Tyler, the Creator’s “Music Inspired by Illumination & Dr. Seuss’ The Grinch”: A merry departure from the norm

"If someone had told me when Tyler released his breakout track “Yonkers” in 2011 that he would go on to make a Christmas album, I would have probably laughed at them but here we are." - Arts & Entertainment Editor / Al Harmon.

After a big year of releasing fantastic music, including his Grammy-nominated “Flower Boy,” Tyler, the Creator tries to get us into the holiday spirit with a new EP inspired by Illumination & Dr. Seuss’ “The Grinch.” Tyler is known for the wild and crazy attitude which has gotten him in trouble in the past, even getting him banned in the U.K. However, Tyler’s most recent releases have been sweeter and calmer, and this EP follows the same soothing trend.

The first track, titled “Whoville,” is short (running at only a minute and fourteen seconds) and filled with a wide number of instruments not unconventional for hip-hop, although common in Tyler’s newer works. The track has no vocals, only chords, a technique Tyler has used and shown appreciation for in past works.

The next track, titled “Lights On,” is about finding your way home to your loved ones for the holidays. Tyler stands alongside rapper Santigold and frequent BROCKHAMPTON collaborator Ryan Beatty. Santigold opens the song with a verse about getting home to a loved one and sings a hook that will probably get stuck in your head. Meanwhile, Ryan Beatty sings beautifully on the second verse, stealing the show with easily the best vocal performance on the entire EP.

Joining Beatty, Tyler’s trademark bass voice raps in Seuss’s rhyme style, especially with the line “Call, a plane, a walk, a train / No matter which way baby, I’m coming home.” Instrumentals find influence within Wham!’s “Last Christmas” with its 80s-style synths. “Lights On” has all the potential to become the next huge Christmas hit.

“Hot Chocolate” is a song about none other than the festive seasonal beverage itself. Tyler raps a few bars about preferring 2% milk and what toppings he likes on top of his drink. Though whimsical, this song is kind of lacking especially compared to the song prior.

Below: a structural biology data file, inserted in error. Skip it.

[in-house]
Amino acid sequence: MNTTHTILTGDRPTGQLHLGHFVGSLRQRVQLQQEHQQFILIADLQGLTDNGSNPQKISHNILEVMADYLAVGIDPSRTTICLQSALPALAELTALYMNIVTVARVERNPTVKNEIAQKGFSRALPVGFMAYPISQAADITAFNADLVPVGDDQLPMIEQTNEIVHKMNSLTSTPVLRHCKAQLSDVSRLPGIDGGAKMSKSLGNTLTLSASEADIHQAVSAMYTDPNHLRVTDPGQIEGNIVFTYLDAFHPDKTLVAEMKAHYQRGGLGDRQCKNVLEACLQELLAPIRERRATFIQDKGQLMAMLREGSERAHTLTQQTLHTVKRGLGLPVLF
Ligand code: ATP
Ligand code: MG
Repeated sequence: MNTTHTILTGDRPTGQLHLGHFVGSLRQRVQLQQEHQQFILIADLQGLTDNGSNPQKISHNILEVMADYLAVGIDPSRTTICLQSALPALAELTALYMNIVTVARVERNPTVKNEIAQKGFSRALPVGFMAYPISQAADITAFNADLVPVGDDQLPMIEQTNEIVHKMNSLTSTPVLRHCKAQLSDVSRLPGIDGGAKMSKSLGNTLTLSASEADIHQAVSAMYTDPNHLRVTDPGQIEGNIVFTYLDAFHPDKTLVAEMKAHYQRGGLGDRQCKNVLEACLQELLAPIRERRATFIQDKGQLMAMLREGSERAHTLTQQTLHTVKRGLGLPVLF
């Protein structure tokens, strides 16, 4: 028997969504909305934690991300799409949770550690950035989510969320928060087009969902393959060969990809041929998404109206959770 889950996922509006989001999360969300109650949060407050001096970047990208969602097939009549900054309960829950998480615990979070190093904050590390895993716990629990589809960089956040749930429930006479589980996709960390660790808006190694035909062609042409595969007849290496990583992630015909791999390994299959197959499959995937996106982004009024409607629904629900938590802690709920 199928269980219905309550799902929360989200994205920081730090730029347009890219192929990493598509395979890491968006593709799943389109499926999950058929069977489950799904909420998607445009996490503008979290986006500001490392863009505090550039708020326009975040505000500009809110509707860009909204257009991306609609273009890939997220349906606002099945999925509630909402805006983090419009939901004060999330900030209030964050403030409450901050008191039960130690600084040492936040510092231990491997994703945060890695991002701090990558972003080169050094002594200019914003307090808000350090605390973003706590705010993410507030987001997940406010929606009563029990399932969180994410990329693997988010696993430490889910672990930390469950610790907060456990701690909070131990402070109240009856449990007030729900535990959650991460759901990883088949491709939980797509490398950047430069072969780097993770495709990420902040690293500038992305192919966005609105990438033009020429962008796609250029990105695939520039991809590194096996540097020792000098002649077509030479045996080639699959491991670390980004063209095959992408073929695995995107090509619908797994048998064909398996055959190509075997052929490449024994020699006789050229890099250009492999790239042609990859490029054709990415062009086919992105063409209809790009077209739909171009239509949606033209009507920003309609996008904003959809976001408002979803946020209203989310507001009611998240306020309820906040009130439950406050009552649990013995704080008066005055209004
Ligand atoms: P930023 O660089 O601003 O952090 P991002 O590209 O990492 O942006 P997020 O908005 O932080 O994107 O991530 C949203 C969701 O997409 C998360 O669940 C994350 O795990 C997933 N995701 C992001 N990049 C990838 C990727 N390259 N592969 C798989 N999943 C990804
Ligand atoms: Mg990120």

“Big Bag” is a way more interesting song, especially due to Tyler’s rap performance. While Tyler is a rapper by trade, his rap skills aren’t exercised very much on this EP. Throughout, he raps only in small bursts and relies heavily on instrumentals and vocal performances by collaborators. However, in “Big Bag,” Tyler shows up with great lines about his childhood Christmas experiences like, “I was wrapping gifts age six with the paper bandanas / Mom was always honest, I ain’t never had a Santa Claus / She was my amigo like my buddies from Atlanta / We was hopin’ for a signal, too afraid to change the channel, yo.” Tyler raps on the hook: “Big bag, fill ’em up with the produce / Big bag, fill ’em up with the produce,” alluding to the Grinch’s thievery of Whoville. The second verse continues with the Grinch theme as Tyler raps from the point of view of the Grinch, such as on the line “Tell all the kids that he be the Grinch / When they ask who has the type of heart to do this.”

“When Gloves Come On” brings back Beatty who once again has beautiful vocals; however, this song is more reliant on instrumentals. Not many lyrics are included with this song and Tyler’s only vocals here see him acting as a conductor of sorts: “Boom, boom, ba-boom / Go down Back to one (Two) Yeah.” While this might not be the most interesting song on the EP, Tyler praises it for being something he’s tried to make ever since his first studio album”Goblin,” comparing it to the track “Untitled 63.”

The last track is another instrumental, titled “Cindy Lou’s Wish,” which is another short track at only a minute and seven seconds. Tyler has ended his last two albums, “Cherry Bomb” and “Flower Boy” with instrumentally focused tracks, so it is not a shock that he did so here.

If someone had told me when Tyler released his breakout track “Yonkers” in 2011 that he would go on to make a Christmas album, I would have probably laughed at them but here we are. This EP shows how far we have come since 2011 – from Tyler eating cockroaches,  to Tyler making an album about the Grinch and hot chocolate. Altogether this is not Tyler’s best work in terms of rapping ability, Tyler makes a very interesting and cheerful holiday EP that you can listen to every year around the holidays.

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